To say that Facebook has been a hot mess lately would be an understatement. The scandal surrounding the Cambridge Analytica data breach has been… complicated. And recent reports suggest that Facebook may be digging itself into an even deeper hole.

The Verge reports that the data collected by Cambridge Analytica likely included private user conversations from Messenger. A report detailing the key points of the scandal mentions the problematic nature of the network’s Graph v1.0 API and how it handled permissions. Apparently the API allowed the collection of large amounts of data on individual users, including their friends’ information, through Facebook Messenger. All that was needed was a single command.

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“Once authorized with a single prompt, v1.0 app could potentially remain in the background collecting and processing people’s data  —  and that of their entire friend network  —  for years. Additionally, v1.0 apps could also request users’ private messages (i.e. their Facebook DM inbox) via the “read_mailbox” API request.”

The scope of the data collected from this prompt included a users’ friends’ about me, check-ins, birthdays, locations, work history, and much more.

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The table shows the scope of the data apps could collect via the Graph v1.0 API.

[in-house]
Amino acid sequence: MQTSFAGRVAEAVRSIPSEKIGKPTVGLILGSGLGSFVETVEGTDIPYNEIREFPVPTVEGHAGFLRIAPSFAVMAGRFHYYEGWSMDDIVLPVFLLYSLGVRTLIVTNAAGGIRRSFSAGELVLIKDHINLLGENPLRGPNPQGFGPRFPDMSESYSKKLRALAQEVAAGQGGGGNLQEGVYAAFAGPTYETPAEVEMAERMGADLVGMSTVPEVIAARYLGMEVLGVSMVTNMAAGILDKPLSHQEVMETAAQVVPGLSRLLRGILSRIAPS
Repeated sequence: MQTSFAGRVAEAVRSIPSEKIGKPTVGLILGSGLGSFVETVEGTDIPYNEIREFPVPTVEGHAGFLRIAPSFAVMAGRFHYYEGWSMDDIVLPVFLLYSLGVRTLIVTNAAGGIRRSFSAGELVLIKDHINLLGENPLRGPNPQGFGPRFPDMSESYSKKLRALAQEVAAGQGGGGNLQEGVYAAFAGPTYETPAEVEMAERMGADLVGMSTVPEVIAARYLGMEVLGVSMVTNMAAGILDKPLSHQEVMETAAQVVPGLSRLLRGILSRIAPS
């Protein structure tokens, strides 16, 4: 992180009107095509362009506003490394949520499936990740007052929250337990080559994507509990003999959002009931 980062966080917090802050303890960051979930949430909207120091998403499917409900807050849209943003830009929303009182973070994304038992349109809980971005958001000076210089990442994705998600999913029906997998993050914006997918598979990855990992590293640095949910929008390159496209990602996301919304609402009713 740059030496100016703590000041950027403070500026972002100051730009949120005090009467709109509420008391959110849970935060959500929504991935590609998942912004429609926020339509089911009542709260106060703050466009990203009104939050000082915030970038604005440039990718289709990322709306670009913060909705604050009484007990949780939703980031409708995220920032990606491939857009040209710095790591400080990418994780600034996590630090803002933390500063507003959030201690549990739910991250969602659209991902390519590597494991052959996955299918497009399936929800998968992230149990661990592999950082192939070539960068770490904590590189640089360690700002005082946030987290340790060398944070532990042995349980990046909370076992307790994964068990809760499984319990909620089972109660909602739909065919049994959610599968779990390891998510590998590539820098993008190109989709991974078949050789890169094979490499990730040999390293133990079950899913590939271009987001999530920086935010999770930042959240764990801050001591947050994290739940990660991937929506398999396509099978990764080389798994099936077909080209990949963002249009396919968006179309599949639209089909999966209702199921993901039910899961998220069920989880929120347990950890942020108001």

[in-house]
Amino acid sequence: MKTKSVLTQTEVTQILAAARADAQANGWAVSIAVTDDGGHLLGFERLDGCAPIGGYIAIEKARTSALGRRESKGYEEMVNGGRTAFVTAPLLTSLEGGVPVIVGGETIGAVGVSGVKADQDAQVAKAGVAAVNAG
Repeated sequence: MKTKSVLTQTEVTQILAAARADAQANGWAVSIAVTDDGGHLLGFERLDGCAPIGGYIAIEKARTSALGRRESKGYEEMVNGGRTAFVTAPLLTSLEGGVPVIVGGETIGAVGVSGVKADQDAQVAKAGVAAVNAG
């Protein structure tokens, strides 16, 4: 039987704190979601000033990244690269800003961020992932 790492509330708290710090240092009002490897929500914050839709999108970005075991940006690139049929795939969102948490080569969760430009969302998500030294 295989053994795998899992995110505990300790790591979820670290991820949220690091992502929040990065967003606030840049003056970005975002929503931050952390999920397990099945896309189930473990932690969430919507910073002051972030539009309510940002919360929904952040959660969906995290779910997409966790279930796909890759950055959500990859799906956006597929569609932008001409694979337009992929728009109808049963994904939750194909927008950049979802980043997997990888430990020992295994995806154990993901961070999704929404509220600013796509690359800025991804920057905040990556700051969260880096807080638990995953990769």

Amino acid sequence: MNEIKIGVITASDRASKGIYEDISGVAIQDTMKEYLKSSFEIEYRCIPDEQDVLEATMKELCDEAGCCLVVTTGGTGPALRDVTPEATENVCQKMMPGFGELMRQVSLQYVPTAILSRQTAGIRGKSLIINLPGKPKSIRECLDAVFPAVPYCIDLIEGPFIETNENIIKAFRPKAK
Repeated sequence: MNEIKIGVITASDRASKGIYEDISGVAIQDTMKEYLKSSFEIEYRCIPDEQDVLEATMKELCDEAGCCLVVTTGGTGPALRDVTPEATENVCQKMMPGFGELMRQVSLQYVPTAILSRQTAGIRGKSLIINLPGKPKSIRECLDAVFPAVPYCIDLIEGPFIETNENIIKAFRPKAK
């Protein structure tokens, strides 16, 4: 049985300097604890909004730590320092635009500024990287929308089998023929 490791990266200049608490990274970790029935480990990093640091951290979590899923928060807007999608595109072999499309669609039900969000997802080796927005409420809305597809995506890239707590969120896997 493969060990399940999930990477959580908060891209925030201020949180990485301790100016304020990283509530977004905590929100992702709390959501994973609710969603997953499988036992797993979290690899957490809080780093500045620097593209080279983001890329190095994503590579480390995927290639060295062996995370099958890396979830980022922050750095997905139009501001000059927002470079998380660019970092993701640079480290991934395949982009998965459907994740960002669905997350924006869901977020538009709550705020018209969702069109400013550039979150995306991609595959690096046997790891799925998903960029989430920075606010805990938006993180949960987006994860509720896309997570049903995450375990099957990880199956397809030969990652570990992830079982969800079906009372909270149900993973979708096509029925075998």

According to a notification send out by Facebook, users who downloaded the This Is Your Digital Life app were the one’s initially targeted by the breach. The app was created by Aleksander Kogan, a researcher at the University of Cambridge. It was used to collect data on Americans, and was able to do so just by users simply granting the app permission to access their profile. That data was then passed on to an affiliate of Cambridge Analytica.

While many Facebook profiles were affected, the problem may not have affected all that many users on Messenger. Facebook told Wired that only about 1,500 users granted permission to the app through Messenger. Still, as we’ve learned, friends of those who granted the app permission were also affected by the breach. As with Messenger, anyone who sent or received messages from those effected could be impacted as well, so that number could be much bigger than Facebook is admitting.

Since 2015, Facebook has been using the newer v2.0 API which grants apps much less access. The company has also been working on changing Instagram’s API to limit the amount of data that developers can collect. While the move isn’t a popular one with developers, it ensures Facebook commitment to control the situation and reassure users that it is making the right moves to protect user data.

While Facebook tries to put out this growing fire, the social network has set up a section within the help center that lets users check to see if their profiles may have been effected. You can access that page here.

Facebook founder and CEO Mark Zuckerberg is testifying before Congress as of this writing, answering questions about everything from privacy on the social media behemoth to whether Facebook is addictive. We’ll keep you updated as this multi-pronged story develops.

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